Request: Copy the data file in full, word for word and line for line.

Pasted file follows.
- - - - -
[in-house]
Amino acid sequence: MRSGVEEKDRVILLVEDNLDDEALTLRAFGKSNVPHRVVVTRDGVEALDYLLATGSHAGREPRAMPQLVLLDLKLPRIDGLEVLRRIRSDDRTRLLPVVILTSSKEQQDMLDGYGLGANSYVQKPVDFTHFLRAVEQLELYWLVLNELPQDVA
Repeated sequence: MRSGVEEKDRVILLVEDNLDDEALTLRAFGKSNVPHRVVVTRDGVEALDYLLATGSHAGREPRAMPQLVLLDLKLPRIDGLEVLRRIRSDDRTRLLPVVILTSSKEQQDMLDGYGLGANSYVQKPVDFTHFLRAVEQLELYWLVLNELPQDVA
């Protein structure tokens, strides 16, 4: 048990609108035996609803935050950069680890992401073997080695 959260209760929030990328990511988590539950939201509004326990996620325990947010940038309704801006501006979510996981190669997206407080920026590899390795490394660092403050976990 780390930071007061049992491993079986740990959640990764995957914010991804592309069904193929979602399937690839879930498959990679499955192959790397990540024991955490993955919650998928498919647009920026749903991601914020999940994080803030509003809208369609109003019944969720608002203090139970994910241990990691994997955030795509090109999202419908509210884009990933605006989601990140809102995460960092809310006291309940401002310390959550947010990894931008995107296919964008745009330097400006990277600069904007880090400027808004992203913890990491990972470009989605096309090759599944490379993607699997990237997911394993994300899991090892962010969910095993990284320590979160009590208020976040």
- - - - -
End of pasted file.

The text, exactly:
[in-house]
Amino acid sequence: MRSGVEEKDRVILLVEDNLDDEALTLRAFGKSNVPHRVVVTRDGVEALDYLLATGSHAGREPRAMPQLVLLDLKLPRIDGLEVLRRIRSDDRTRLLPVVILTSSKEQQDMLDGYGLGANSYVQKPVDFTHFLRAVEQLELYWLVLNELPQDVA
Repeated sequence: MRSGVEEKDRVILLVEDNLDDEALTLRAFGKSNVPHRVVVTRDGVEALDYLLATGSHAGREPRAMPQLVLLDLKLPRIDGLEVLRRIRSDDRTRLLPVVILTSSKEQQDMLDGYGLGANSYVQKPVDFTHFLRAVEQLELYWLVLNELPQDVA
């Protein structure tokens, strides 16, 4: 048990609108035996609803935050950069680890992401073997080695 959260209760929030990328990511988590539950939201509004326990996620325990947010940038309704801006501006979510996981190669997206407080920026590899390795490394660092403050976990 780390930071007061049992491993079986740990959640990764995957914010991804592309069904193929979602399937690839879930498959990679499955192959790397990540024991955490993955919650998928498919647009920026749903991601914020999940994080803030509003809208369609109003019944969720608002203090139970994910241990990691994997955030795509090109999202419908509210884009990933605006989601990140809102995460960092809310006291309940401002310390959550947010990894931008995107296919964008745009330097400006990277600069904007880090400027808004992203913890990491990972470009989605096309090759599944490379993607699997990237997911394993994300899991090892962010969910095993990284320590979160009590208020976040």